November is National Hospice Month by Lavonne Noel, Executive Director, Hospice of Dubuque
Hospice Nurse, Melissa, and Social Worker, Angelia, wish their patient a socially-distanced
Happy 50th Anniversary!
2020 has certainly been an unusual year. Since March, COVID-19 has changed many aspects of everyday life in the tri-states. Yet, Hospice of Dubuque has been one constant through it all. In spite of COVID-19, Hospice of Dubuque has continued providing care to individuals with serious illness and offering much-needed support to them, their loved ones, and their caregivers. Although Hospice of Dubuque’s care team has had to adapt to changing environments and unusual circumstances, the delivery of compassionate care has continued uninterrupted. Hospice of Dubuque has been your hometown hospice for over 37 years, and we are here to serve in all seasons, even during a pandemic.
It is so appropriate that, during the month of November, we observe Thanksgiving and National Hospice Month. In this season of gratitude, it is common to reflect on relationships with family and friends, and to express thankfulness for those with whom we share, or have shared, life. We, at Hospice of Dubuque, thank members of our tri-state communities for welcoming our care team to journey with them and their loved ones at a most vulnerable time. We are honored to be a part of your lives in such a tender season of life.
During National Hospice Month, or anytime, please visit our website at www.hospiceofdubuque.org to learn more about the comprehensive care Hospice of Dubuque provides. Our services focus on the whole person—his or her goals, comfort, and quality of life—and the persons who surround him or her. We bring the best of our minds and hearts, our expertise and humanity, and a commitment to help patients and their loved ones experience the best day possible each and every day. With compassion and steadfastness, we offer hope and care in all seasons.
Who’s Hoarding the Mini Blinds?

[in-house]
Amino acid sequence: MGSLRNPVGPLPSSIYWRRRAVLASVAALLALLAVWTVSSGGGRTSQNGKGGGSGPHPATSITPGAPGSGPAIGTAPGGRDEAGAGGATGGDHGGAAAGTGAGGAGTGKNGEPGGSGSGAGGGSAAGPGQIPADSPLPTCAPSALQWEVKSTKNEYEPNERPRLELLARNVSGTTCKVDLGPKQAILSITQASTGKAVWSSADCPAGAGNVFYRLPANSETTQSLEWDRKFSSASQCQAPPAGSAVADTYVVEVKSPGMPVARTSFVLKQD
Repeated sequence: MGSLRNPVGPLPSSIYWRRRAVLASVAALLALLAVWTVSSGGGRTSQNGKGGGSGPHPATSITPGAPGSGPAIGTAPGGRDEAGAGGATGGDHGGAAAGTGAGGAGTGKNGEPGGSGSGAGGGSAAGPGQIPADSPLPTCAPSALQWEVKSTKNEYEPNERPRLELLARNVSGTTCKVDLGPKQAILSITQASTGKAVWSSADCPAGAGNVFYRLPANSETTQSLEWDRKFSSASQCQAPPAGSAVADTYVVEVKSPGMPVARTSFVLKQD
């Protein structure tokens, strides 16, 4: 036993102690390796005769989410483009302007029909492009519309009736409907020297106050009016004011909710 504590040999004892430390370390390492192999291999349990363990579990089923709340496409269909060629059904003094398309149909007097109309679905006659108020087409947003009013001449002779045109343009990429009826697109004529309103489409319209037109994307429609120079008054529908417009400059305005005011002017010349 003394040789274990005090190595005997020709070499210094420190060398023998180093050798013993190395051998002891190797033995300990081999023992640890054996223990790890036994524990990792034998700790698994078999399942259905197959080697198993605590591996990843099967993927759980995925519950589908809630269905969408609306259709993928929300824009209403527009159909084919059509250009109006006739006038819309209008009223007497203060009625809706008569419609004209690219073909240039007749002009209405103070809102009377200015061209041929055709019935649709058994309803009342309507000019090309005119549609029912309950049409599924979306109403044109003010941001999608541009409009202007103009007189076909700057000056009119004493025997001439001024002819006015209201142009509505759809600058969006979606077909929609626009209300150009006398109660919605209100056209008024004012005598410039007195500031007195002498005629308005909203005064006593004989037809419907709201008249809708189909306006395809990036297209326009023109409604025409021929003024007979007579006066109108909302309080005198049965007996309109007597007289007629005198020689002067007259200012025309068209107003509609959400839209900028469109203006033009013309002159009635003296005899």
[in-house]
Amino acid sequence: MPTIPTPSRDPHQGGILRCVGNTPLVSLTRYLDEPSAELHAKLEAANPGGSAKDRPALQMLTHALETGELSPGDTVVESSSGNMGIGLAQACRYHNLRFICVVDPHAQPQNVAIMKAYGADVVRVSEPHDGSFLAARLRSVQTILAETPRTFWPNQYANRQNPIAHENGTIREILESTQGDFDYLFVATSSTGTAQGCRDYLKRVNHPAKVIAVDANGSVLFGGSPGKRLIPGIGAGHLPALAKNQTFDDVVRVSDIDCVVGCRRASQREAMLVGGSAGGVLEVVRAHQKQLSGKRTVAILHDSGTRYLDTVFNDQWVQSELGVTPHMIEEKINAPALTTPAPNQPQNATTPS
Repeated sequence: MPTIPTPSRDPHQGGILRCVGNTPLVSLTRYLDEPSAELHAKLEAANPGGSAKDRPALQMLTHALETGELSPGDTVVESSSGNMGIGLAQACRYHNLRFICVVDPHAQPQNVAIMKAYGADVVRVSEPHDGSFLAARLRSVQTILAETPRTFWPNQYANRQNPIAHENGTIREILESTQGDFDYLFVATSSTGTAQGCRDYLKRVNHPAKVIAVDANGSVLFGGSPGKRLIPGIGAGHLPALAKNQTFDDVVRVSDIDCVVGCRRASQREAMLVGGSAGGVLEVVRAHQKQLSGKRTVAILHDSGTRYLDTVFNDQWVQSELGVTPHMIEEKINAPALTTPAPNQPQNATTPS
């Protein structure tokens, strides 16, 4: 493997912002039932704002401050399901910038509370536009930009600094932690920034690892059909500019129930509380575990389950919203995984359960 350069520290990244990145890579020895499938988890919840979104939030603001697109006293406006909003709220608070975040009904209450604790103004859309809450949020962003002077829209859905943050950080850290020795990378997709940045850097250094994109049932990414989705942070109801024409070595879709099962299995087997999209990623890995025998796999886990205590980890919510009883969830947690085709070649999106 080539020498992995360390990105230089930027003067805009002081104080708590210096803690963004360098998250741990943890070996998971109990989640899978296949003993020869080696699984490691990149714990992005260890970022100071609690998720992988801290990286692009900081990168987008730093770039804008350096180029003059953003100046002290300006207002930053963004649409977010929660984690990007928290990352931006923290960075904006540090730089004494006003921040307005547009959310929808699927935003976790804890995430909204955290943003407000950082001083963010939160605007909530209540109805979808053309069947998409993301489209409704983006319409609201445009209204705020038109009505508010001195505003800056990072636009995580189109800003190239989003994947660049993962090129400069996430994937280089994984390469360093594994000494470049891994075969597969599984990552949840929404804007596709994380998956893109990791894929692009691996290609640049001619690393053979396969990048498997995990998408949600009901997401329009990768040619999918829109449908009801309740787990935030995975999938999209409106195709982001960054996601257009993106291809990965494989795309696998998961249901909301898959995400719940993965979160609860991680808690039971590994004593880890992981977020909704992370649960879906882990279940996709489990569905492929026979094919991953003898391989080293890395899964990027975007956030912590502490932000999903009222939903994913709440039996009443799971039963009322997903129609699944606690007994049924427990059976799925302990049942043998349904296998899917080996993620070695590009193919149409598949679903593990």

It’s a bit unnerving to walk through a store and see so many empty shelves. I haven’t been to the local big box store very often lately, but I wanted to see if what I suspected was true.
I’d been unable to order a number of items for curbside delivery and had been told that lots of things were actually in the store but couldn’t be purchased except inside in person. That made no sense. I suspected that, instead, those items just weren’t there.
So, in I went, mask on face, miniature hand sanitizer bottle in purse.
I was stunned to see so many empty shelves. It wasn’t like the first month of the pandemic when people were hoarding and taking as much bread, sanitizers and canned goods as they could carry out, until limits were put on purchases. Instead, there were shelves empty of items you wouldn’t normally associate with hoarding, like mini blinds.
Who hoards mini blinds?
I could (maybe) understand the lack of packs of lined school paper and pencils, for the kids doing remote learning, or toys because the kids are home all the time. I could see where we’d still be missing a variety of paper towels. And I could almost understand the few choices for shampoo and bath soap.
But what about dishes and light bulbs? Unless one was in the market for square red dinner dishes or 40-watt bulbs, there were none to be had.
Certain shortages we can understand. But what has happened to the supply line when we can’t get a simple 100-watt bulb?
With winter coming, we might do well to reconsider our supplies and add a few light bulbs to our stash. Otherwise we might be in the dark even more than we already are.
© 2020 King Features Synd., Inc.
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Ohnward Fine Arts Center presents The 16th Annual Festival of Trees